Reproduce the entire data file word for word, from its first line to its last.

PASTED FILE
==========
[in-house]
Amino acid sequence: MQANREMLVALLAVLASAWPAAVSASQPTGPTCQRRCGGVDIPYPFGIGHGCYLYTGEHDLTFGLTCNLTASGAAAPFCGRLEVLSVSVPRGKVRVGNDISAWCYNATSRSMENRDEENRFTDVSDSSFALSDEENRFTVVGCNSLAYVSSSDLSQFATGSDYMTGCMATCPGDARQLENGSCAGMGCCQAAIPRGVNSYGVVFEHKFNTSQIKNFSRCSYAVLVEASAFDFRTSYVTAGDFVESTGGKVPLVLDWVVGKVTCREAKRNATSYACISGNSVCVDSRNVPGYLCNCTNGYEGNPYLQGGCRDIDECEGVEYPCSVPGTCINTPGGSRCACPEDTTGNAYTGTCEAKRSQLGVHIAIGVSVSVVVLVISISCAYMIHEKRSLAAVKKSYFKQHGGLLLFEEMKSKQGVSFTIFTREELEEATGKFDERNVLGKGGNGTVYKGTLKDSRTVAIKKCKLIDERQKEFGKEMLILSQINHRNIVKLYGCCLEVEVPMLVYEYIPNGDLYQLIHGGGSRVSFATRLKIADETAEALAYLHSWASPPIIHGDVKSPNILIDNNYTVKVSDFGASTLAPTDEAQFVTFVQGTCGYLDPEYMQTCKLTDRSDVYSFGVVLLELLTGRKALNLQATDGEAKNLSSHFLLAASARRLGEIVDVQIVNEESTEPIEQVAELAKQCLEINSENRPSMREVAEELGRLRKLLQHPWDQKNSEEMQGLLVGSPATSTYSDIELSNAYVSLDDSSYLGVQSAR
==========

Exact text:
[in-house]
Amino acid sequence: MQANREMLVALLAVLASAWPAAVSASQPTGPTCQRRCGGVDIPYPFGIGHGCYLYTGEHDLTFGLTCNLTASGAAAPFCGRLEVLSVSVPRGKVRVGNDISAWCYNATSRSMENRDEENRFTDVSDSSFALSDEENRFTVVGCNSLAYVSSSDLSQFATGSDYMTGCMATCPGDARQLENGSCAGMGCCQAAIPRGVNSYGVVFEHKFNTSQIKNFSRCSYAVLVEASAFDFRTSYVTAGDFVESTGGKVPLVLDWVVGKVTCREAKRNATSYACISGNSVCVDSRNVPGYLCNCTNGYEGNPYLQGGCRDIDECEGVEYPCSVPGTCINTPGGSRCACPEDTTGNAYTGTCEAKRSQLGVHIAIGVSVSVVVLVISISCAYMIHEKRSLAAVKKSYFKQHGGLLLFEEMKSKQGVSFTIFTREELEEATGKFDERNVLGKGGNGTVYKGTLKDSRTVAIKKCKLIDERQKEFGKEMLILSQINHRNIVKLYGCCLEVEVPMLVYEYIPNGDLYQLIHGGGSRVSFATRLKIADETAEALAYLHSWASPPIIHGDVKSPNILIDNNYTVKVSDFGASTLAPTDEAQFVTFVQGTCGYLDPEYMQTCKLTDRSDVYSFGVVLLELLTGRKALNLQATDGEAKNLSSHFLLAASARRLGEIVDVQIVNEESTEPIEQVAELAKQCLEINSENRPSMREVAEELGRLRKLLQHPWDQKNSEEMQGLLVGSPATSTYSDIELSNAYVSLDDSSYLGVQSAR